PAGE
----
Gang Stalking: Slain Ex-Marine "Known" To White Plains Police?
The police say Mr. Chamberlain was “known” to them, although it appears he had not been convicted of a crime. There are intimations that he wrestled with emotional issues. Sometimes, neighbors say, he talked to himself. Who’s to say? As often, life’s default position is set to “complicated.”
White Plains police thugs responded to a life alert call for 68 year-old retired Marine Kenneth Chamberlain, Sr. As reported by the New York Times, Mr. Chamberlain was "known" to police. This is surprising to his family because Chamberlain has no police record. Mr. Chamberlain is, however, known in the community to be emotionally disturbed. Police taunted Mr. Chamberlain as they broke down his door and also mocked his association with the Marines, and hurled racial epithets. Fortunately, tapes exist documenting the incident leading to the police murder of Chamberlain.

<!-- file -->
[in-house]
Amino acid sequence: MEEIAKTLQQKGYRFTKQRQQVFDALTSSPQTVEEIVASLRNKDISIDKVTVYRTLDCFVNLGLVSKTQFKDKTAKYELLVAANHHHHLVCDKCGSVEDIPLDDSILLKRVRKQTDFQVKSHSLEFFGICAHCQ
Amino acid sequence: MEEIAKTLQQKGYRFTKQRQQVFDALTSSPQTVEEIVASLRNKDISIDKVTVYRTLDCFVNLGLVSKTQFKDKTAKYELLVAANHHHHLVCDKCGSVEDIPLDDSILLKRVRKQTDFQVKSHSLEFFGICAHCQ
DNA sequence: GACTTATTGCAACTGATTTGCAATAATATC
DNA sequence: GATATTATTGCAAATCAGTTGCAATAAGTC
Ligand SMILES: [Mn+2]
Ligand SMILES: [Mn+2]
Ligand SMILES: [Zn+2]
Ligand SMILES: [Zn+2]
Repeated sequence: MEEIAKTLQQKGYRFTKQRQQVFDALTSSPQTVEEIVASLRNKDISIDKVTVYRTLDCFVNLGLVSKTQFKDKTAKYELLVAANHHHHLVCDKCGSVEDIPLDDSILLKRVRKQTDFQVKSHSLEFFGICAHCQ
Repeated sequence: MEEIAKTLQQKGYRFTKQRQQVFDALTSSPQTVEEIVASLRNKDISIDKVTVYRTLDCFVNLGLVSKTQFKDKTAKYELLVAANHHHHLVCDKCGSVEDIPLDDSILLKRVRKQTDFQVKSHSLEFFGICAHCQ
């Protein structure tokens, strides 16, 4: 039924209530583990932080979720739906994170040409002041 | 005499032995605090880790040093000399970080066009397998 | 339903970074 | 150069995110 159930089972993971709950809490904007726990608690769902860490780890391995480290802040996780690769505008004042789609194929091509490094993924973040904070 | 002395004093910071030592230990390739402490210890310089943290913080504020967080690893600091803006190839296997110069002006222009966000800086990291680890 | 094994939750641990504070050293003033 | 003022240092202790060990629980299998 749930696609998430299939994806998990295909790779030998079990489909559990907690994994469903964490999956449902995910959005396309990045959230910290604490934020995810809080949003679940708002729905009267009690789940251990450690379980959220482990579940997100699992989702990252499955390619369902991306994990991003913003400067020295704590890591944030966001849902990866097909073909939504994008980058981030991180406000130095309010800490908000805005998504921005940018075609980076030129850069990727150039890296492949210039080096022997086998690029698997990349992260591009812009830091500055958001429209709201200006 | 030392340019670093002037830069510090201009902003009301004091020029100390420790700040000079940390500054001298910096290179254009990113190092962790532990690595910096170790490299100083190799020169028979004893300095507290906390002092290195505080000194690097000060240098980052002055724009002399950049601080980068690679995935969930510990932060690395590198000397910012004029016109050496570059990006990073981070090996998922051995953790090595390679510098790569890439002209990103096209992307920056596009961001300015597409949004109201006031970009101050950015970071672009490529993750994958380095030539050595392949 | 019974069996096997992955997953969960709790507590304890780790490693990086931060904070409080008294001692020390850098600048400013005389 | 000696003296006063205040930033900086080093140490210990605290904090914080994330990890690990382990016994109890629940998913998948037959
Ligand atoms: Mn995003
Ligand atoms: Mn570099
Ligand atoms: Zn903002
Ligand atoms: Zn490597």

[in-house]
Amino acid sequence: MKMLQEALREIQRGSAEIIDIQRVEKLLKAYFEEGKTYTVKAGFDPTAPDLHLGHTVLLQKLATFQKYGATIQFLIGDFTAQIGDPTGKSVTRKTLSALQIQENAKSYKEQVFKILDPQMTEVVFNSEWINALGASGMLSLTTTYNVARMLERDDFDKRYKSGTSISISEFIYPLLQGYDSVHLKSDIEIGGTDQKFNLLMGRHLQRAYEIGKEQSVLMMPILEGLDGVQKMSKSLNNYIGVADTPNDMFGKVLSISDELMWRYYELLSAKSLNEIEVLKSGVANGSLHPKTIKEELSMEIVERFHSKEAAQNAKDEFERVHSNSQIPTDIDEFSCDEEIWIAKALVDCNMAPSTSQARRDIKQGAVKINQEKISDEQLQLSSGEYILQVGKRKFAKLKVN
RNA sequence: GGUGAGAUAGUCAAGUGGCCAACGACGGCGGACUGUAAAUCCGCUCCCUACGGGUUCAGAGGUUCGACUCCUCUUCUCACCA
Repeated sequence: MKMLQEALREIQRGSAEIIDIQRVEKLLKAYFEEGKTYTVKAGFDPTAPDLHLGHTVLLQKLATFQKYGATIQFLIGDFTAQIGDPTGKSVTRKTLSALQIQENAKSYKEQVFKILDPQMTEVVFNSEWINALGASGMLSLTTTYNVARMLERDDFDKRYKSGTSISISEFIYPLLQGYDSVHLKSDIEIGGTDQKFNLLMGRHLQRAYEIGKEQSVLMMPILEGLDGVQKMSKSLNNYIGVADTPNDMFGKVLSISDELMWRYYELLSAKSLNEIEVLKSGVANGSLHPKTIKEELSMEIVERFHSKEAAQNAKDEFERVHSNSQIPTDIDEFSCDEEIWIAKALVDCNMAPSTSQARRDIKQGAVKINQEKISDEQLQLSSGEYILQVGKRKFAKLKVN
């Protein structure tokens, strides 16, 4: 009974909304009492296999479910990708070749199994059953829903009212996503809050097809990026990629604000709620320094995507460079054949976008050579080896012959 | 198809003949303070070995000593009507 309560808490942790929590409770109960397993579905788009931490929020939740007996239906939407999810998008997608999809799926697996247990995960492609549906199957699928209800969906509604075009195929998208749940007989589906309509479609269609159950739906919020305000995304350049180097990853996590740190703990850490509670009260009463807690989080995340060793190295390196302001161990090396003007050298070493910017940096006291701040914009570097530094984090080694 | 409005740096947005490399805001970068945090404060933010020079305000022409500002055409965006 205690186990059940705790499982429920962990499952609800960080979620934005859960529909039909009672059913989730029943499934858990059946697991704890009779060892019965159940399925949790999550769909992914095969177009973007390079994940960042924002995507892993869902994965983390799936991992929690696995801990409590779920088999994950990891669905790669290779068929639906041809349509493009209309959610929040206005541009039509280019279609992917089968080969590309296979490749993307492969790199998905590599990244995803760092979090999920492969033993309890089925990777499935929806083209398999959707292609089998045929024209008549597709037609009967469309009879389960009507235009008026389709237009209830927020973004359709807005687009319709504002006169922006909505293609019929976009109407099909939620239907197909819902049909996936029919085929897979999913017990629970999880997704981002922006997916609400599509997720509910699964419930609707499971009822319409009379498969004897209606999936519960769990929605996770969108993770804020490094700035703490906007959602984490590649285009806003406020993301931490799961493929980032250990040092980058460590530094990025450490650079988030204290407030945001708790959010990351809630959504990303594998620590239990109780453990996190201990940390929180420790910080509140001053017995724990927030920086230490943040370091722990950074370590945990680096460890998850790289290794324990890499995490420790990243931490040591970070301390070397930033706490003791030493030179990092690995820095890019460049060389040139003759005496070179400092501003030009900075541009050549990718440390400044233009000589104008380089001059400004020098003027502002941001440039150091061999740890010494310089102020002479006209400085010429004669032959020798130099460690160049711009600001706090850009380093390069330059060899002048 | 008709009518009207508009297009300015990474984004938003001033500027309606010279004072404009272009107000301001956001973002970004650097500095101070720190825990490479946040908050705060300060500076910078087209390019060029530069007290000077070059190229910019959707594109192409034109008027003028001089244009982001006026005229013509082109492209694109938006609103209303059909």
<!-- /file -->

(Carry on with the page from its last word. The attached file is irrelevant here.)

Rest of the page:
Chamberlain was known as an "EMO" or Emotionally disturbed individual. In today's sorry state of America this is enough to get anyone listed on a "threat assessment list", and, given disparate and often harsh treatment. The entire Threat Assessment Team system is intimately associated with organized gang stalking. The team leaders of organized gang stalking are public safety officers such as White Plains Public Safety Commissioner David Chong. There has been some public revelation about the dubious nature of threat assessment systems. An excellent example is that of Jane Clift. See links containing potentially life saving information: